The Catholic Church in India extends her assistance to the refugees through various organisations and individuals. The Jesuit Refugee Service (JRS) is an international Catholic organisation with a mission to accompany, serve and advocate on behalf of refugees, asylum seekers, those internally displaced by conflict or disaster (IDPs), and those returning home after years seeking refuge abroad. Other organisations like Caritas India, CBCI Office for Labour etc. in collaboration with likeminded NGOs and Diocesan Social Service Units, reach out to the refugees in consonance with the direction of the Government to help them meet their basic needs.

IC: In keeping with the clear option of Pope Francis and the directives of the Church, what more should the Church in India be doing to welcome, protect, promote and integrate refugees?

Pope Francis has greatly inspired the global community and its leaders in dealing with this concern. On many occasions, he has personally visited refugee camps to be with them and strengthen them. The message for the World Day of the Migrants in 2018 was on “Welcoming, protecting, promoting and integrating migrants and refugees.” In that message Pope Francis said: “ Every stranger who knocks at our door is an opportunity for an encounter with Jesus Christ, who identifies with the welcomed and rejected strangers of every age (Matthew 25:35-43).  The Lord entrusts to the Church’s motherly love every person forced to leave their homeland in search of a better future. This solidarity must be concretely expressed at every stage of the migratory experience – from departure through journey to arrival and return.”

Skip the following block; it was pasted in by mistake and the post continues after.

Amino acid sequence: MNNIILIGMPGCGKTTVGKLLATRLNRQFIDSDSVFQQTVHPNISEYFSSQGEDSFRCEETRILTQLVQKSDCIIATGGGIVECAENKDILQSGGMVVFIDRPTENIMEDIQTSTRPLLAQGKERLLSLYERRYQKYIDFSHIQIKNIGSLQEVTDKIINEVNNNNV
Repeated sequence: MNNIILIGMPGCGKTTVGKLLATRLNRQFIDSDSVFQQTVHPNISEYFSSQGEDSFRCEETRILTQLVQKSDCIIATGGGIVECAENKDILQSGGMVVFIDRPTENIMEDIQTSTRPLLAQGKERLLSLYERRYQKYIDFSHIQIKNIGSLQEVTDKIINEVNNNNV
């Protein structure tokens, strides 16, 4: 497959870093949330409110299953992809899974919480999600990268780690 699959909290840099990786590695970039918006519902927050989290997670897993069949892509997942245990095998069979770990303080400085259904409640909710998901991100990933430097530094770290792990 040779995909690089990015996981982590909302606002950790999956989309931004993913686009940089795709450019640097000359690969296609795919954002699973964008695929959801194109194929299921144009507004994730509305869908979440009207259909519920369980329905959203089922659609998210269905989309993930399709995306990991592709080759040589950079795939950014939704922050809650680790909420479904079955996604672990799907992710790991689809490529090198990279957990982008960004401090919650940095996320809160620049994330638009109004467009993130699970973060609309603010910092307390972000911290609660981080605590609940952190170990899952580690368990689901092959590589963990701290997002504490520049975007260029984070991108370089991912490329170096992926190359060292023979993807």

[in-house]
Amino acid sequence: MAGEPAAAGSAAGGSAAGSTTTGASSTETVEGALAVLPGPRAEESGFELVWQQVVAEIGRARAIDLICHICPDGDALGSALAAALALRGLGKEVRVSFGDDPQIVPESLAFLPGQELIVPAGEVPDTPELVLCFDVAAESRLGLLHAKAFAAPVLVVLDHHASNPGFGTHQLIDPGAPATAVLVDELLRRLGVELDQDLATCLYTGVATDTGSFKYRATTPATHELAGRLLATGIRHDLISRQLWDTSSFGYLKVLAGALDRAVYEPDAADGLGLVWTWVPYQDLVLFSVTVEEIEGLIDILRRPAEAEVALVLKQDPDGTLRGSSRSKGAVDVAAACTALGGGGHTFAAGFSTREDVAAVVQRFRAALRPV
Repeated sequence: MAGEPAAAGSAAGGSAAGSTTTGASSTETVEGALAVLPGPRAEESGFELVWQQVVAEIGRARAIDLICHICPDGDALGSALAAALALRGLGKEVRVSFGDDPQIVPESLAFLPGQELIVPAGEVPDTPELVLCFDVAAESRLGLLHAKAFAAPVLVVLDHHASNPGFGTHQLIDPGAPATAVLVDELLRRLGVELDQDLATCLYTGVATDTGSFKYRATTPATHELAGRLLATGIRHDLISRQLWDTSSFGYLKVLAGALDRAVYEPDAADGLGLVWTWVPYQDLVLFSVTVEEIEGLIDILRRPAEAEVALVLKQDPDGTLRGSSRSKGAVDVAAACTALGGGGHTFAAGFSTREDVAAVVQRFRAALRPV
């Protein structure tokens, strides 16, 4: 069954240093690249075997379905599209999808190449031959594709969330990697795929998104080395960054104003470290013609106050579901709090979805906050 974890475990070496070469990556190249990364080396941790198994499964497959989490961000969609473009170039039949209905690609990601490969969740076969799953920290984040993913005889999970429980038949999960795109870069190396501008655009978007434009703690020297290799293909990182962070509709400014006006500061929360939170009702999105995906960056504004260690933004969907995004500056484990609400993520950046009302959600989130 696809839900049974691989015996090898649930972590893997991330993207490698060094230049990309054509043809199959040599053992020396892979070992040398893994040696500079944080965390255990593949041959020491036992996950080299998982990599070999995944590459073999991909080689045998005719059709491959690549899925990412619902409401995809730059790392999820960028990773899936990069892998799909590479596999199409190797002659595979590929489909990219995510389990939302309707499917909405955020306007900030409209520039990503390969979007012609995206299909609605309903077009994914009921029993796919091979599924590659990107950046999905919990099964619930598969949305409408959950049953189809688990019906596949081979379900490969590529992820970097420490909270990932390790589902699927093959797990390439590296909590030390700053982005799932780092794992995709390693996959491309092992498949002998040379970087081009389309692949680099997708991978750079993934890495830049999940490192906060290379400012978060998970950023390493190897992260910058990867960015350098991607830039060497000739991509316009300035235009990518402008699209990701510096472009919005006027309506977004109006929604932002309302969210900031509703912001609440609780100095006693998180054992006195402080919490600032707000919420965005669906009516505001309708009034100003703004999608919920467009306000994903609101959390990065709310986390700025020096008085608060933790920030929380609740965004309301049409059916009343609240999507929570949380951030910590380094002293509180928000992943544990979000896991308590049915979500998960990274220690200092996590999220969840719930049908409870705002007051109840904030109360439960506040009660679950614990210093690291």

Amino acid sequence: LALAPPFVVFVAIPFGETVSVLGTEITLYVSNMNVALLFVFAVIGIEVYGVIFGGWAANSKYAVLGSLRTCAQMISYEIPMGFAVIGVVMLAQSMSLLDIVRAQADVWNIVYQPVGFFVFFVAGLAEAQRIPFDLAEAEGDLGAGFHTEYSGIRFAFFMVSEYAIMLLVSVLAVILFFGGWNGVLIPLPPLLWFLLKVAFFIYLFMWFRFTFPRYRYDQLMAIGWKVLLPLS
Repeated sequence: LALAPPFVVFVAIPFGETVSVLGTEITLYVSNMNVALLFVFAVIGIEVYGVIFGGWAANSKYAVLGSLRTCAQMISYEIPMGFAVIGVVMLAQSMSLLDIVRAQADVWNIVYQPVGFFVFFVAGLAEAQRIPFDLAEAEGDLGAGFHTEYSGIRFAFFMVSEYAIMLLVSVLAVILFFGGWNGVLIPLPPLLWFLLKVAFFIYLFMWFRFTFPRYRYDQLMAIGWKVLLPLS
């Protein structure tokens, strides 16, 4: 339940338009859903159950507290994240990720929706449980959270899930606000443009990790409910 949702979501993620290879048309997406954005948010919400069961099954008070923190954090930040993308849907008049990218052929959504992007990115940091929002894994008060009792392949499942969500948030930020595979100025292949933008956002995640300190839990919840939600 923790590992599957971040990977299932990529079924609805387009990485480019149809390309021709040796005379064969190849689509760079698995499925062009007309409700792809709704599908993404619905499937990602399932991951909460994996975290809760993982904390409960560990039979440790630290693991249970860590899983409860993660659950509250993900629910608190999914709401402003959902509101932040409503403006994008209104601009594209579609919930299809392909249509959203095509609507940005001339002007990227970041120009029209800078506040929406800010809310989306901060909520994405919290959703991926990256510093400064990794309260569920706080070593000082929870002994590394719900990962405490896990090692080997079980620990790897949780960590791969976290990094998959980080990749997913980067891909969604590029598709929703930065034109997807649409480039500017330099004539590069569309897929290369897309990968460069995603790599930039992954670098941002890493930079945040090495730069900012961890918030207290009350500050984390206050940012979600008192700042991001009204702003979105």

The Church in India welcomes migrants and refugees. But, it still can do much more in concrete ways, especially in educating their children, empowering the women, offering legal aid, and so on. The parish community is the immediate place where a migrant or refugee can seek help. The CBCI Office for Labour assists its Regional Counterparts in giving awareness on this matter. The Church in India is part of an International Catholic Migration Commission (ICMC), where CBCI Office for Labour is a member. On June 7thFr. Jaison Vadassery, Secretary, CBCI Office for Labour, was elected as the Secretary to ICMC. This is an opportunity to address the issues and look for cooperation from International bodies and organizations. ICMC was precisely created to support Catholic organizations in responding to the needs of the displaced persons and refugees. Shortly after its creation, the ICMC Secretariat was established in Geneva, Switzerland, with the aim of collaborating closely with the newly created United Nations bodies on migration and refugee issues. On behalf of the Church in India, we speak for our people languishing in other countries as illegal migrants and refugees. There are cases our office has successfully dealt with in collaboration with the Government in repatriating the victims. We should always keep in mind that “every stranger who knocks at our door is an opportunity for an encounter with Jesus Christ”.